Calvin Klein and Tommy Hilfiger Join Plastic-Free Vegan Leather Movement


PVH Corp., the parent company of fashion brands Calvin Klein and Tommy Hilfiger, is joining the plastic-free vegan leather movement by partnering with biotech company Ecovative. The partnership will give PVH priority access to sustainable vegan leather from Ecovative made from fast growing mycelium (fungal root systems). PVH will also work directly with Ecovative to co-develop custom mycelium materials to offer a range of retail products, from soft vegan leather accessories and clothing to thick and durable belts and shoes.

For over a decade, Ecovative has been producing mycelium materials for partners in North America, Europe and Asia. Earlier this year, the company launched Forager Hides, a vegan leather based on Ecovative’s second-generation mycelium materials, to help solve sustainability challenges in the fashion industry. The 100% bio-based material is grown in sheets up to 24 meters (78 feet) in length and 1.8 meters (6 feet) in width, and can be grown according to partners’ specific needs for tensile strength, density and orientation of fibers. While it takes months or years to raise animals for their skin, the growth process of Ecovative Forager only takes nine days and results in a material ready to finish without plastic or oil.

Ecovative’s latest innovation is its high throughput mycelium foundry which modulates the tensile strength, density and orientation of the mycelium fibers that make up forage skins. Because of its compact, upright design, the First Farm is designed to produce three million square feet of leather-like material per year on just one acre of land.

“At PVH, we are excited to explore innovations that reduce the environmental impact of our products,” said Rebecca England, Vice President of Innovation, PVH Europe, in a statement. “Mycelium offers us the opportunity to respond to the growing consumer interest in low impact products while supporting quality and design that meet the needs and expectations of our consumers, in this case, made from resources. 100% biobased. We look forward to testing and learning alongside our partners to create scalable and sustainable solutions. “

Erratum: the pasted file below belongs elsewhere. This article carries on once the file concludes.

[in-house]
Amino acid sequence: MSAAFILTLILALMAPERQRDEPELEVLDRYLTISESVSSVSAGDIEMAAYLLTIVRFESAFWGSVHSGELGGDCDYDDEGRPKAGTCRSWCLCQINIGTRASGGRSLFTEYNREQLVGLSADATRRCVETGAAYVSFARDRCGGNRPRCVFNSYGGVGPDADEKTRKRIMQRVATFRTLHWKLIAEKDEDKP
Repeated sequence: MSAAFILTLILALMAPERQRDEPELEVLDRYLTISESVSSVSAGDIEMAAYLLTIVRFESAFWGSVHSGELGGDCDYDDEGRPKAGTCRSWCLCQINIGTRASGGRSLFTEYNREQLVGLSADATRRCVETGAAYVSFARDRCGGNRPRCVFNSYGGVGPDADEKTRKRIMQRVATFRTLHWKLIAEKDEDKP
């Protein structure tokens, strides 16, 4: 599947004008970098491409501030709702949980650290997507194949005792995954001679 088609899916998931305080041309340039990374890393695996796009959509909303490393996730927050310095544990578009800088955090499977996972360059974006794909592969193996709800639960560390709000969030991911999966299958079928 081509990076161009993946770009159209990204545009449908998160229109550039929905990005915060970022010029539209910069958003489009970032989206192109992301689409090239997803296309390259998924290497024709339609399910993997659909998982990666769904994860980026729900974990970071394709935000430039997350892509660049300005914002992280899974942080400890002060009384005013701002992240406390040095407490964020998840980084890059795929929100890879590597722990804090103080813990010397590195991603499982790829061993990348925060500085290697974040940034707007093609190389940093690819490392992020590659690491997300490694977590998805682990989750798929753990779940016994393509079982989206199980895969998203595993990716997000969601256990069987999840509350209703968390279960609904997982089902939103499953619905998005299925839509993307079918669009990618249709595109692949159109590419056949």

In addition to PVH, Ecovative has partnered with BESTSELLER, which owns 20 brands such as ONLY, JACK & JONES and VERO MODA, which will also explore the possibilities of its vegan mushroom leather. VegNewsBoltSonsVeganMushroomBag

Vegan mushroom leather takes over

Ecovative is part of an emerging industry of material producers who use mushrooms instead of animal skins to make leather, and they are incorporating the biggest fashion brands. Last year, fashion industry giants Adidas, Stella McCartney, Lululemon and Kering, a luxury fashion group that manages the development of brands such as Gucci, Saint Laurent, Balenciaga and Alexander McQueen, teamed up. to biotech start-up Bolt Threads, for exclusive access to Bolt Threads’ Mylo material, which also uses fast-growing mycelium to create vegan leather.

Products resulting from the partnership include Stella McCartney’s Frayme Mylo handbag, the first commercially available product made from Bolt Threads’ vegan mushroom leather. The handbag made its runway debut as part of Stella McCartney’s Summer 2022 collection presentation at Paris Fashion Week. Inspired by McCartney’s iconic Falabella bag, the Frayme Mylo features vegan mushroom leather wrapped in an oversized recyclable aluminum chain strap and embellished with a zamac medallion. VegNews.StellaMcCartneyVeganMushroomCuir4

“For my summer 2022 collection, I was so inspired by mushrooms and their incredible potential to save our planet – and the Frayme Mylo embodies that hope for the future,” McCartney said in a statement. “Our long-time partners at Bolt Threads and I have a common passion for material innovation and the launch of a luxury mycelium leather Mylo handbag is a milestone not only for us, but for the world. What you see on the catwalks today is the conscious fashion industry of tomorrow.

McCartney previously worked with Bolt Threads to develop a replacement for animal-derived silk in its collections with the startup’s yeast-based silk. “A lot of people associate leather with luxury, but from the start I’ve always wanted to approach it differently because killing animals for fashion is just not acceptable,” said McCartney. “Working so closely with Bolt Threads since 2017 has been a career-changing experience and I look forward to bringing Mylo products to market in 2021.”

To learn more about vegan leather, read:
Two guys in Mexico just made vegan leather from cacti
Dole signs deal to turn pineapple leaves into vegan leather
Volvo goes leatherless

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